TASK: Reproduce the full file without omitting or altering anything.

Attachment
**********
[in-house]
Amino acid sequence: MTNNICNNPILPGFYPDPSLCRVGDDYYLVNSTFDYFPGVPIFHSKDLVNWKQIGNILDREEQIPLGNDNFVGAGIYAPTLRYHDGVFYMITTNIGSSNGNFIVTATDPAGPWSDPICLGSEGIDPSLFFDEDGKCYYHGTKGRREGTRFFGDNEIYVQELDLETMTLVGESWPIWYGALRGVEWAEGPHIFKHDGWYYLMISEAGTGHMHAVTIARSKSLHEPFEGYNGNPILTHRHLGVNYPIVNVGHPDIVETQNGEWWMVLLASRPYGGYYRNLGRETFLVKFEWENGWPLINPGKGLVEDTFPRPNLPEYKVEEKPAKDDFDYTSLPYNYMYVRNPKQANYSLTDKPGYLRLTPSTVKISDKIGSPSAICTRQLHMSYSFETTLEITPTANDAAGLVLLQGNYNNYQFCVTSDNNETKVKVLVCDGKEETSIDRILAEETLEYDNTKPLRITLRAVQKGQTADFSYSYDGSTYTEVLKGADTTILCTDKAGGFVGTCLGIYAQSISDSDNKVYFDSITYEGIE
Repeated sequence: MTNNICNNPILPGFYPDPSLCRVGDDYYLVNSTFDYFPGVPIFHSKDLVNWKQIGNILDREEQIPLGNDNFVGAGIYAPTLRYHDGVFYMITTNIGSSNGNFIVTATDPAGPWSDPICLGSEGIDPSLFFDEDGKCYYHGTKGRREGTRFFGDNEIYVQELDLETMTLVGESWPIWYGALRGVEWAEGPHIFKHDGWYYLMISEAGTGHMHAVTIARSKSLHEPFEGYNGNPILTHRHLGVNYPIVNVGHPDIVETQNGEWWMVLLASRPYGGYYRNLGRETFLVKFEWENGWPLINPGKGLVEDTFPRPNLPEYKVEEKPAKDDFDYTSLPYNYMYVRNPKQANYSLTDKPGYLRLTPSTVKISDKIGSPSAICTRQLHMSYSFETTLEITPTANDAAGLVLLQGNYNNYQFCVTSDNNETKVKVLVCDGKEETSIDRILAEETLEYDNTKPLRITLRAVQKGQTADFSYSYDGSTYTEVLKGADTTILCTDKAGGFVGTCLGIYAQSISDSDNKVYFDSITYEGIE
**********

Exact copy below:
[in-house]
Amino acid sequence: MTNNICNNPILPGFYPDPSLCRVGDDYYLVNSTFDYFPGVPIFHSKDLVNWKQIGNILDREEQIPLGNDNFVGAGIYAPTLRYHDGVFYMITTNIGSSNGNFIVTATDPAGPWSDPICLGSEGIDPSLFFDEDGKCYYHGTKGRREGTRFFGDNEIYVQELDLETMTLVGESWPIWYGALRGVEWAEGPHIFKHDGWYYLMISEAGTGHMHAVTIARSKSLHEPFEGYNGNPILTHRHLGVNYPIVNVGHPDIVETQNGEWWMVLLASRPYGGYYRNLGRETFLVKFEWENGWPLINPGKGLVEDTFPRPNLPEYKVEEKPAKDDFDYTSLPYNYMYVRNPKQANYSLTDKPGYLRLTPSTVKISDKIGSPSAICTRQLHMSYSFETTLEITPTANDAAGLVLLQGNYNNYQFCVTSDNNETKVKVLVCDGKEETSIDRILAEETLEYDNTKPLRITLRAVQKGQTADFSYSYDGSTYTEVLKGADTTILCTDKAGGFVGTCLGIYAQSISDSDNKVYFDSITYEGIE
Repeated sequence: MTNNICNNPILPGFYPDPSLCRVGDDYYLVNSTFDYFPGVPIFHSKDLVNWKQIGNILDREEQIPLGNDNFVGAGIYAPTLRYHDGVFYMITTNIGSSNGNFIVTATDPAGPWSDPICLGSEGIDPSLFFDEDGKCYYHGTKGRREGTRFFGDNEIYVQELDLETMTLVGESWPIWYGALRGVEWAEGPHIFKHDGWYYLMISEAGTGHMHAVTIARSKSLHEPFEGYNGNPILTHRHLGVNYPIVNVGHPDIVETQNGEWWMVLLASRPYGGYYRNLGRETFLVKFEWENGWPLINPGKGLVEDTFPRPNLPEYKVEEKPAKDDFDYTSLPYNYMYVRNPKQANYSLTDKPGYLRLTPSTVKISDKIGSPSAICTRQLHMSYSFETTLEITPTANDAAGLVLLQGNYNNYQFCVTSDNNETKVKVLVCDGKEETSIDRILAEETLEYDNTKPLRITLRAVQKGQTADFSYSYDGSTYTEVLKGADTTILCTDKAGGFVGTCLGIYAQSISDSDNKVYFDSITYEGIE